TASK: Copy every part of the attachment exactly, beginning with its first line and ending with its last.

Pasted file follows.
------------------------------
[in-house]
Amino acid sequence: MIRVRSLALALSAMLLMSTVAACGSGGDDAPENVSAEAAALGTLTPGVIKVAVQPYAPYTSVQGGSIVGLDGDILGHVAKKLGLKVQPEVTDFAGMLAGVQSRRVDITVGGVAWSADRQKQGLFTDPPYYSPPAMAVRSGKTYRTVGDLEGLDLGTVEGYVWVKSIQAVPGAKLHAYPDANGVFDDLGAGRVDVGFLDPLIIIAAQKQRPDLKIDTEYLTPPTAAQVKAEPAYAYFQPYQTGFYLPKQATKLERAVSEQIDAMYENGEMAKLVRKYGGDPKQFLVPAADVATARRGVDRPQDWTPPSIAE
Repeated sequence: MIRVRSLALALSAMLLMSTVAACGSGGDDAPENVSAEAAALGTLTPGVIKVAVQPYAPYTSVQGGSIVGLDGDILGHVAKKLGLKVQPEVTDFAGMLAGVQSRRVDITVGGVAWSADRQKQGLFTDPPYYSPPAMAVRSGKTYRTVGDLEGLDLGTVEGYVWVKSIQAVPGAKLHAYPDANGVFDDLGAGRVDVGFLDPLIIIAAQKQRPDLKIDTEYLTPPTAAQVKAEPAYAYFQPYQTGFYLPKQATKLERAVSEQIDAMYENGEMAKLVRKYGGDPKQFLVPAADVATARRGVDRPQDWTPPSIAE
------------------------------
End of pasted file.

[in-house]
Amino acid sequence: MIRVRSLALALSAMLLMSTVAACGSGGDDAPENVSAEAAALGTLTPGVIKVAVQPYAPYTSVQGGSIVGLDGDILGHVAKKLGLKVQPEVTDFAGMLAGVQSRRVDITVGGVAWSADRQKQGLFTDPPYYSPPAMAVRSGKTYRTVGDLEGLDLGTVEGYVWVKSIQAVPGAKLHAYPDANGVFDDLGAGRVDVGFLDPLIIIAAQKQRPDLKIDTEYLTPPTAAQVKAEPAYAYFQPYQTGFYLPKQATKLERAVSEQIDAMYENGEMAKLVRKYGGDPKQFLVPAADVATARRGVDRPQDWTPPSIAE
Repeated sequence: MIRVRSLALALSAMLLMSTVAACGSGGDDAPENVSAEAAALGTLTPGVIKVAVQPYAPYTSVQGGSIVGLDGDILGHVAKKLGLKVQPEVTDFAGMLAGVQSRRVDITVGGVAWSADRQKQGLFTDPPYYSPPAMAVRSGKTYRTVGDLEGLDLGTVEGYVWVKSIQAVPGAKLHAYPDANGVFDDLGAGRVDVGFLDPLIIIAAQKQRPDLKIDTEYLTPPTAAQVKAEPAYAYFQPYQTGFYLPKQATKLERAVSEQIDAMYENGEMAKLVRKYGGDPKQFLVPAADVATARRGVDRPQDWTPPSIAE